The COVID-19 pandemic has been taxing for virtually everyone in long-term care, from the C-suite to direct care providers. I’ve written about my own experience with Post-Traumatic Stress Disorder (PTSD) after working in a pandemic epicenter earlier in the year.
While crises often have short- and long-term negative effects, psychologists have found that there also can be opportunities for positive change.
I looked at the concept of post-traumatic growth with the hope of identifying some aspects that could be fostered in LTC leaders, workers and perhaps the field in general.
Post-traumatic growth (PTG) is frequently confused with “resilience,” or the ability to “bounce back” from troubles. Instead, PTG refers to the changes that take place when an individual has difficulty bouncing back, goes through a psychological struggle and ultimately comes through this period with a changed outlook on life.
On a systemic level, I’d like to think that the country is going through a reckoning regarding how it finances and cares for frail elders that will result in significant improvements.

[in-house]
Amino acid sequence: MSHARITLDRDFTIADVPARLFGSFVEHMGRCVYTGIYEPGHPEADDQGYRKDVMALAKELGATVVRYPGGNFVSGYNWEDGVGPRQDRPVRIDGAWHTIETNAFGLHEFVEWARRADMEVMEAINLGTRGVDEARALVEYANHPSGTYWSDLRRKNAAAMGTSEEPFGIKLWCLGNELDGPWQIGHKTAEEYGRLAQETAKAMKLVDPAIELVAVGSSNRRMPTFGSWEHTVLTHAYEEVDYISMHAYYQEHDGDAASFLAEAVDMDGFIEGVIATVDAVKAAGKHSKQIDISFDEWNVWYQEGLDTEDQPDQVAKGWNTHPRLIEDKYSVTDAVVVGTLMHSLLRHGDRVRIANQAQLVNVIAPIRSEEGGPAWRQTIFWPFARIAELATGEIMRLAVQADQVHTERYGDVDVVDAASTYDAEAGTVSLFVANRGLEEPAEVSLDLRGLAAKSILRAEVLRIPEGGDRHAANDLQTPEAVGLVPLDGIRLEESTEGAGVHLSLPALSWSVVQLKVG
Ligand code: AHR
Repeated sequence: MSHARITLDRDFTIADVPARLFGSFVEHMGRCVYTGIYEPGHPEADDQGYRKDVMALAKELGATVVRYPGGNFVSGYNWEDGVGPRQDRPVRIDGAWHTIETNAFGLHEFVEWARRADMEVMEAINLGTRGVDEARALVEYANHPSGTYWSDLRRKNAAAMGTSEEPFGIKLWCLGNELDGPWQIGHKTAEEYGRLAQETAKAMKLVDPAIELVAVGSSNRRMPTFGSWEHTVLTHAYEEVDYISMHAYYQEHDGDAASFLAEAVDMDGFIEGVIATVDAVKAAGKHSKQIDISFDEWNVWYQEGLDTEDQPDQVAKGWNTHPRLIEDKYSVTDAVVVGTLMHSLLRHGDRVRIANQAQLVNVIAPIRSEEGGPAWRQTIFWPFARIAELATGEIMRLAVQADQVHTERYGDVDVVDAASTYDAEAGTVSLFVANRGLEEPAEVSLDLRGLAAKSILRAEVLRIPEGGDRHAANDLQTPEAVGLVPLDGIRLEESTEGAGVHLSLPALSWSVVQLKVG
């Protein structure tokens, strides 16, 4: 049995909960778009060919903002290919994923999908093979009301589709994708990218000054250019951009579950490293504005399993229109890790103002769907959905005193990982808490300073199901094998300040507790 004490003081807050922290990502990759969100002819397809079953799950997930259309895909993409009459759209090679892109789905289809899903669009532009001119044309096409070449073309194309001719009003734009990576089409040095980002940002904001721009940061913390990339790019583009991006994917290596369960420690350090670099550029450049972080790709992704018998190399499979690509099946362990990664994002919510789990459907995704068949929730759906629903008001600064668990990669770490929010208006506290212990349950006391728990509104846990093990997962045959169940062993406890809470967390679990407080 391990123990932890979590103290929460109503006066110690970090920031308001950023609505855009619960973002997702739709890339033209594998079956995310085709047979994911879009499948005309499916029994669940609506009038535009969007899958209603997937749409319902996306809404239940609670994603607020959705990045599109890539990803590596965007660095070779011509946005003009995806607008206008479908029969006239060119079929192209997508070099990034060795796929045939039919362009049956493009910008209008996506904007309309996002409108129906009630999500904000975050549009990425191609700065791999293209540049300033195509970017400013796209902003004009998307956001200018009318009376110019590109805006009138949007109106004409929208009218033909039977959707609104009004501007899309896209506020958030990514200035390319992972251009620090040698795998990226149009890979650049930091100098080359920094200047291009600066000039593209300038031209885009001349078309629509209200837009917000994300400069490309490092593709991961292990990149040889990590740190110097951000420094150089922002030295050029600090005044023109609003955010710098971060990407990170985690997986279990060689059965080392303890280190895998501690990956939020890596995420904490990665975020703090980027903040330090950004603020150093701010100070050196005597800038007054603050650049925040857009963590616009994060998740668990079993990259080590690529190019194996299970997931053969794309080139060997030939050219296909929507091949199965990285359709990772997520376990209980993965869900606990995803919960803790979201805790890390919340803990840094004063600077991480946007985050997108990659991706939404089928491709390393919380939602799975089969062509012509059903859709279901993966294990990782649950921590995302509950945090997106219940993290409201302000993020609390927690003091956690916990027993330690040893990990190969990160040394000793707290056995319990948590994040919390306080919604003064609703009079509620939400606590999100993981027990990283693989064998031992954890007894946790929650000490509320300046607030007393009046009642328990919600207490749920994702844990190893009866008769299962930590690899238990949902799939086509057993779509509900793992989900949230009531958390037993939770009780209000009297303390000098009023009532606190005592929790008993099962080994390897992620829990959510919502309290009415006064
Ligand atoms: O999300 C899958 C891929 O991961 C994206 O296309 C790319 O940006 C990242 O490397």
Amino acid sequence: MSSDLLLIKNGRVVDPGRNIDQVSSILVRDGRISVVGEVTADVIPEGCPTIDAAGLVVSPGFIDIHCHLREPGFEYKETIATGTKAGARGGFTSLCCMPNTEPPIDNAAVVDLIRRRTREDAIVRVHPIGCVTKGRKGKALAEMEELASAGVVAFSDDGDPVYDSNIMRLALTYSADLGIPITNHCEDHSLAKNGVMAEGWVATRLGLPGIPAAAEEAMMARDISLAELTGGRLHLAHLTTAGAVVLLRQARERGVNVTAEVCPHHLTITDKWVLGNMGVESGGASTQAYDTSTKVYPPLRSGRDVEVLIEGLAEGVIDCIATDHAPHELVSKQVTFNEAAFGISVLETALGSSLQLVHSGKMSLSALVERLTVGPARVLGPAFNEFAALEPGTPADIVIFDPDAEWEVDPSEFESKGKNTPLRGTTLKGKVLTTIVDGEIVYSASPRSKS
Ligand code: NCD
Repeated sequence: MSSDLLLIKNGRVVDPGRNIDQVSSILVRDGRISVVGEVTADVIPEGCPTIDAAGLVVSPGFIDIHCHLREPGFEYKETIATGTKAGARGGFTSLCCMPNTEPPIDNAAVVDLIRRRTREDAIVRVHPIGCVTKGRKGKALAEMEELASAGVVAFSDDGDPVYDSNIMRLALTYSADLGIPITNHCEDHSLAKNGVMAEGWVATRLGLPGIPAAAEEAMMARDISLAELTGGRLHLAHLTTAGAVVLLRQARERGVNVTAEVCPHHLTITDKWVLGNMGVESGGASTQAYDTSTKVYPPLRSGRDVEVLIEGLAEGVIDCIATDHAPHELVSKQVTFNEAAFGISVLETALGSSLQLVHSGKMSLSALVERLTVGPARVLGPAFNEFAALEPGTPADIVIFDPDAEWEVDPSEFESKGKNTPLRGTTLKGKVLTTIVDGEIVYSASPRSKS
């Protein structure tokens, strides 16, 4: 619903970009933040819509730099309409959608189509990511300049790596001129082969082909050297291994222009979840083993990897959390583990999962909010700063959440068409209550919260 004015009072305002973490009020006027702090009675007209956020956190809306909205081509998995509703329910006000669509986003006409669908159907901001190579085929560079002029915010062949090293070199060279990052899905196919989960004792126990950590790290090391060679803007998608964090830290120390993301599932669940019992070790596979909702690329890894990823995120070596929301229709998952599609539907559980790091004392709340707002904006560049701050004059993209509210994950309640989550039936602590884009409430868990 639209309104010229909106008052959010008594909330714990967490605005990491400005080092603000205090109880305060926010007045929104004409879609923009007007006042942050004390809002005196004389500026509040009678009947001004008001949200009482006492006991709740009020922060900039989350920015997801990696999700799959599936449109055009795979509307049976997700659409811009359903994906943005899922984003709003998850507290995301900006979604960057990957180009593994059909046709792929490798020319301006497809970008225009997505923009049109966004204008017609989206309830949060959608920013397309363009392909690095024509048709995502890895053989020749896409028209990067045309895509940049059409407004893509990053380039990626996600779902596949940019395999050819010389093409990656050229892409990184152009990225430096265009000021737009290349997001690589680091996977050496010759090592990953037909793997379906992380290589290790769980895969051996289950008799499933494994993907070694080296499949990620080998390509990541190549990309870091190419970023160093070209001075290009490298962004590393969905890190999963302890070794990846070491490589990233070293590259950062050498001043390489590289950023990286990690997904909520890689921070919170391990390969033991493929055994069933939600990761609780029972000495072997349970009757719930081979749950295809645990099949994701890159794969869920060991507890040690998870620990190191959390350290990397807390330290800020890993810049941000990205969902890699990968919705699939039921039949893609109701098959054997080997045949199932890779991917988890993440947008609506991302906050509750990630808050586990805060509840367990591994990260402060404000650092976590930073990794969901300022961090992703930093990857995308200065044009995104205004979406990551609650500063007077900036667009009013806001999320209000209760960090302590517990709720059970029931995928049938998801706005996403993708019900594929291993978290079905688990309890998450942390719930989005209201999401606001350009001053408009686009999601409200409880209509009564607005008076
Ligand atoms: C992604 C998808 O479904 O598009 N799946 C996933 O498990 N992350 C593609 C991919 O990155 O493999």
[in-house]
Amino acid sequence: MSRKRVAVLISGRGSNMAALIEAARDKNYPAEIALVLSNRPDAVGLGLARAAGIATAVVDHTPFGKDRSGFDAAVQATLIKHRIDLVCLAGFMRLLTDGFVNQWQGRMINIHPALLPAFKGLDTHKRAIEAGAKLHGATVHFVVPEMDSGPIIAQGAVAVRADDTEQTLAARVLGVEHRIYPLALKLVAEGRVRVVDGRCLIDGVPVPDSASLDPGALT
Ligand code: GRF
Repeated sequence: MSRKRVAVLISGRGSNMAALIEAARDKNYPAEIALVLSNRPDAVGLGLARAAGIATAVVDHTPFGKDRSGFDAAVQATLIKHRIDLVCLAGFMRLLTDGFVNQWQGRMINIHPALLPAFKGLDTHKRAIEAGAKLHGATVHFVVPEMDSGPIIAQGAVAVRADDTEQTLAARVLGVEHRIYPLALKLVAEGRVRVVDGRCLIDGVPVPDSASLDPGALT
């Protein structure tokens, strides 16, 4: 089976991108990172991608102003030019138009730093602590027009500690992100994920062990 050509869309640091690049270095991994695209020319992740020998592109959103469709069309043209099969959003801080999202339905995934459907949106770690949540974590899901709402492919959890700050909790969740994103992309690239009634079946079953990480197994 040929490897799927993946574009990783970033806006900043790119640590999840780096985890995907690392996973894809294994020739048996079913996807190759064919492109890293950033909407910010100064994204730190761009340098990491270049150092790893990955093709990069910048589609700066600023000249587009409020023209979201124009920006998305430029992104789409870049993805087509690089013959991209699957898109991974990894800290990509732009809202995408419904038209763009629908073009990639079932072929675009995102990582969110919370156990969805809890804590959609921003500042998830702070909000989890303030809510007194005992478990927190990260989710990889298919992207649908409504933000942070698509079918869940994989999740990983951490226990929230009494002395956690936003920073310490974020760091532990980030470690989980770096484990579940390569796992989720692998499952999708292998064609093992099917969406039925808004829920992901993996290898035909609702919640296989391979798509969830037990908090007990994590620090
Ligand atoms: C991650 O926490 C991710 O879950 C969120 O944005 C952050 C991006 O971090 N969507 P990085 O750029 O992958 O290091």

On an individual level, while many people adjust relatively quickly to stressors such as those from the pandemic, others need more time to recover. It can be helpful for supervisors, coworkers and those in the middle of the struggle to know that with time things will get better, especially with support.
To aid workers, organizations can make use of the suggestions I outlined in “Contending with employees’ pandemic-related stress.” Trauma-informed counseling, if needed, can help people get back on track in terms of reducing symptoms and resuming daily functioning.
Once the initial trauma is addressed, a focus on post-traumatic growth seeks to help people “develop new principles for living that involve altruistic behavior, having a mission in life and purpose that goes beyond oneself, so that trauma is transformed into something that’s useful not only for oneself but for others.”